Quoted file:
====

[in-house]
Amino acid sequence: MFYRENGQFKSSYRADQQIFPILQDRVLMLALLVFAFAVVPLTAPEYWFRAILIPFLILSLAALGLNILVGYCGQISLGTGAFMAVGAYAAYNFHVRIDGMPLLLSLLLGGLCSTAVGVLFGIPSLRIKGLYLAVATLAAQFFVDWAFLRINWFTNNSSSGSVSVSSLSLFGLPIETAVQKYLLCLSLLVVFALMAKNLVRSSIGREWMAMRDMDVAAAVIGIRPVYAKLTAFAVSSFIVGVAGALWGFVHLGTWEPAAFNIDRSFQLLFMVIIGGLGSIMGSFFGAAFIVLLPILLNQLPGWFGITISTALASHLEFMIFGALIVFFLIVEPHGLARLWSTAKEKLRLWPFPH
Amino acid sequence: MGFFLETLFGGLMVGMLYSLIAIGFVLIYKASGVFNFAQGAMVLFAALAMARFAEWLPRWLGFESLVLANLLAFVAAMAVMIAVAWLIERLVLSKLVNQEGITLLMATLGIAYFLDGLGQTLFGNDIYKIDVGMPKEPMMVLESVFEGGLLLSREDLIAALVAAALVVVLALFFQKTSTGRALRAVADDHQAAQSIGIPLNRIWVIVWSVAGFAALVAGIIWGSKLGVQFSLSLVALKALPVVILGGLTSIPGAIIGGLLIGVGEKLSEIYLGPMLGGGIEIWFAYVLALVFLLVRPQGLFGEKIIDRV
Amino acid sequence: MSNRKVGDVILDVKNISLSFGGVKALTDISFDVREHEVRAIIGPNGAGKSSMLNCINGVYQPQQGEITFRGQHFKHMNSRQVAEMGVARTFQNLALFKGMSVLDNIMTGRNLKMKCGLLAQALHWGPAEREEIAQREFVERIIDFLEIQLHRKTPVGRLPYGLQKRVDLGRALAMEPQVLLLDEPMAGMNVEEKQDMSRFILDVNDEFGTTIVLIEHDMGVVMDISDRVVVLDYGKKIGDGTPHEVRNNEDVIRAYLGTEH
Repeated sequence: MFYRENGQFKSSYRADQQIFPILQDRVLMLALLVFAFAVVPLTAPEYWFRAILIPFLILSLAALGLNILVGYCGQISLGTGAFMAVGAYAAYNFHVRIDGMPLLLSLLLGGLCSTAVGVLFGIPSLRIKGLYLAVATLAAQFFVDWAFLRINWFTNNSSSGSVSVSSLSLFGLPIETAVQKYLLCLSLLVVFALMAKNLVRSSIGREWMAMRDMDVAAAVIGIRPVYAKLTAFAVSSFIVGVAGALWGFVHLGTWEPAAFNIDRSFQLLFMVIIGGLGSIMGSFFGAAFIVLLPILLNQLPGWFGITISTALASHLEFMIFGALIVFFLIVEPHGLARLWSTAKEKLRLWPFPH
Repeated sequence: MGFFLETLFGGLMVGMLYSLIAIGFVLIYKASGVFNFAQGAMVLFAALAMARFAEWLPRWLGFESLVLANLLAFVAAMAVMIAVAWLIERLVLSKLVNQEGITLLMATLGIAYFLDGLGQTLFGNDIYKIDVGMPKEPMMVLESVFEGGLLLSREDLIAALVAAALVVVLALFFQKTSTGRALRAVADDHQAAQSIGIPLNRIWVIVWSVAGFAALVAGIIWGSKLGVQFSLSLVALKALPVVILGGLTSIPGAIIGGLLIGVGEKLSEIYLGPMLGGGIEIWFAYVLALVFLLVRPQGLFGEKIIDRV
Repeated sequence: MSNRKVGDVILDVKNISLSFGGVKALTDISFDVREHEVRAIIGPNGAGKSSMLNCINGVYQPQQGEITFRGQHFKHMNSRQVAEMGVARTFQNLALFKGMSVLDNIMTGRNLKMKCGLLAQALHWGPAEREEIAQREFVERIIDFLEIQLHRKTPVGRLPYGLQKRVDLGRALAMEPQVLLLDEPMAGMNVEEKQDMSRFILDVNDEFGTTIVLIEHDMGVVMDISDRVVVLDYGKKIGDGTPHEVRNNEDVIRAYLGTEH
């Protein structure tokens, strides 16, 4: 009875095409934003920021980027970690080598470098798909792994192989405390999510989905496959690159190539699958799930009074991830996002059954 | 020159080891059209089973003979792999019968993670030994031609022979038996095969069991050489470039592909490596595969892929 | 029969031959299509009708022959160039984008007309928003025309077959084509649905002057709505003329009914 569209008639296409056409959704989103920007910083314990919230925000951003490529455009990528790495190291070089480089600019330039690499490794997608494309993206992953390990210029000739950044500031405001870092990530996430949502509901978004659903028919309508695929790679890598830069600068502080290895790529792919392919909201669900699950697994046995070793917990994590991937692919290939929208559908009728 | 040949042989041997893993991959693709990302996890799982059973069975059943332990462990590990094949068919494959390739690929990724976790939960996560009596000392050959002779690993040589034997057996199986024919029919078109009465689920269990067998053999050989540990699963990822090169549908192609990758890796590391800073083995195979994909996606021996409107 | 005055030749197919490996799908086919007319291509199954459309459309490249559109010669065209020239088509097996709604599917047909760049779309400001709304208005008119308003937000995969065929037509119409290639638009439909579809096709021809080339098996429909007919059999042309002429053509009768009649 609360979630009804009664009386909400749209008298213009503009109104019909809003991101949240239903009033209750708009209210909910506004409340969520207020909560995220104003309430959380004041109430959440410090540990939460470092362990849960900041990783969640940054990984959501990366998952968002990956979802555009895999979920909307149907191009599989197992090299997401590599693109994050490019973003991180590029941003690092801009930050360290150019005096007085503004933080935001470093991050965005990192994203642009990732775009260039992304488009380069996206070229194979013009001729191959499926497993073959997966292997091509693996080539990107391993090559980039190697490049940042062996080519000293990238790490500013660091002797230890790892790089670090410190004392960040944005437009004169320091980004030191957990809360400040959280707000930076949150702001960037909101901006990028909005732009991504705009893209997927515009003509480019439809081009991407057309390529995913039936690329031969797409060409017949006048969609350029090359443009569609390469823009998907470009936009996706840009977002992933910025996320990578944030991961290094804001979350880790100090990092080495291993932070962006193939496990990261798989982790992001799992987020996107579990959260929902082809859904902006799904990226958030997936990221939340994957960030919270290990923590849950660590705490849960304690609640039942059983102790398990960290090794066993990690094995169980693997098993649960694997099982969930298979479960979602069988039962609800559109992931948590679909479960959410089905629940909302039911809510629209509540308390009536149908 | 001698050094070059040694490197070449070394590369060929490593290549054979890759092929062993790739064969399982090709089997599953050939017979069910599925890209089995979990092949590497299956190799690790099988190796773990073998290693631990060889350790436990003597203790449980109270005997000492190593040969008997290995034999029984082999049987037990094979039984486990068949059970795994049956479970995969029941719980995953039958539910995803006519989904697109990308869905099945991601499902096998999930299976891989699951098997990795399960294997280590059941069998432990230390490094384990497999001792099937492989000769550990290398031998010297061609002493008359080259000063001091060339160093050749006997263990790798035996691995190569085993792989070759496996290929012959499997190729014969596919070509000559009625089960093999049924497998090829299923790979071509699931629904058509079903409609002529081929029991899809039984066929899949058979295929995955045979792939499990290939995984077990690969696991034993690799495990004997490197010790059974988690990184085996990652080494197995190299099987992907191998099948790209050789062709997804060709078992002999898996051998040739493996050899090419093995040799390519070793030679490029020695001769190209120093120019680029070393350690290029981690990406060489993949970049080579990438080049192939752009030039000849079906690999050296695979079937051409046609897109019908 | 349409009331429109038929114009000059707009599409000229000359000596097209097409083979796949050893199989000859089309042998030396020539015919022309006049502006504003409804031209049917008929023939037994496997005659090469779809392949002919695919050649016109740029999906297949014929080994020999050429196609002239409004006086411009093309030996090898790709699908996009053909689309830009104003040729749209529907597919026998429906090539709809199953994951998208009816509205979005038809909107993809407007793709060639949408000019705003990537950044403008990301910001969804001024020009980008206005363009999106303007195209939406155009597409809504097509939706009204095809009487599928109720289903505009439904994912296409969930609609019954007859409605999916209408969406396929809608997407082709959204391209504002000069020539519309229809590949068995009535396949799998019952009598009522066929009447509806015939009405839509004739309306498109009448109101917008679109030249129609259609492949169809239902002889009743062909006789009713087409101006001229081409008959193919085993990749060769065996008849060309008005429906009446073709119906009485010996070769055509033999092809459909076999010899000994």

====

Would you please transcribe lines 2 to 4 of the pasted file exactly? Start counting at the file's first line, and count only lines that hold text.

Amino acid sequence: MFYRENGQFKSSYRADQQIFPILQDRVLMLALLVFAFAVVPLTAPEYWFRAILIPFLILSLAALGLNILVGYCGQISLGTGAFMAVGAYAAYNFHVRIDGMPLLLSLLLGGLCSTAVGVLFGIPSLRIKGLYLAVATLAAQFFVDWAFLRINWFTNNSSSGSVSVSSLSLFGLPIETAVQKYLLCLSLLVVFALMAKNLVRSSIGREWMAMRDMDVAAAVIGIRPVYAKLTAFAVSSFIVGVAGALWGFVHLGTWEPAAFNIDRSFQLLFMVIIGGLGSIMGSFFGAAFIVLLPILLNQLPGWFGITISTALASHLEFMIFGALIVFFLIVEPHGLARLWSTAKEKLRLWPFPH
Amino acid sequence: MGFFLETLFGGLMVGMLYSLIAIGFVLIYKASGVFNFAQGAMVLFAALAMARFAEWLPRWLGFESLVLANLLAFVAAMAVMIAVAWLIERLVLSKLVNQEGITLLMATLGIAYFLDGLGQTLFGNDIYKIDVGMPKEPMMVLESVFEGGLLLSREDLIAALVAAALVVVLALFFQKTSTGRALRAVADDHQAAQSIGIPLNRIWVIVWSVAGFAALVAGIIWGSKLGVQFSLSLVALKALPVVILGGLTSIPGAIIGGLLIGVGEKLSEIYLGPMLGGGIEIWFAYVLALVFLLVRPQGLFGEKIIDRV
Amino acid sequence: MSNRKVGDVILDVKNISLSFGGVKALTDISFDVREHEVRAIIGPNGAGKSSMLNCINGVYQPQQGEITFRGQHFKHMNSRQVAEMGVARTFQNLALFKGMSVLDNIMTGRNLKMKCGLLAQALHWGPAEREEIAQREFVERIIDFLEIQLHRKTPVGRLPYGLQKRVDLGRALAMEPQVLLLDEPMAGMNVEEKQDMSRFILDVNDEFGTTIVLIEHDMGVVMDISDRVVVLDYGKKIGDGTPHEVRNNEDVIRAYLGTEH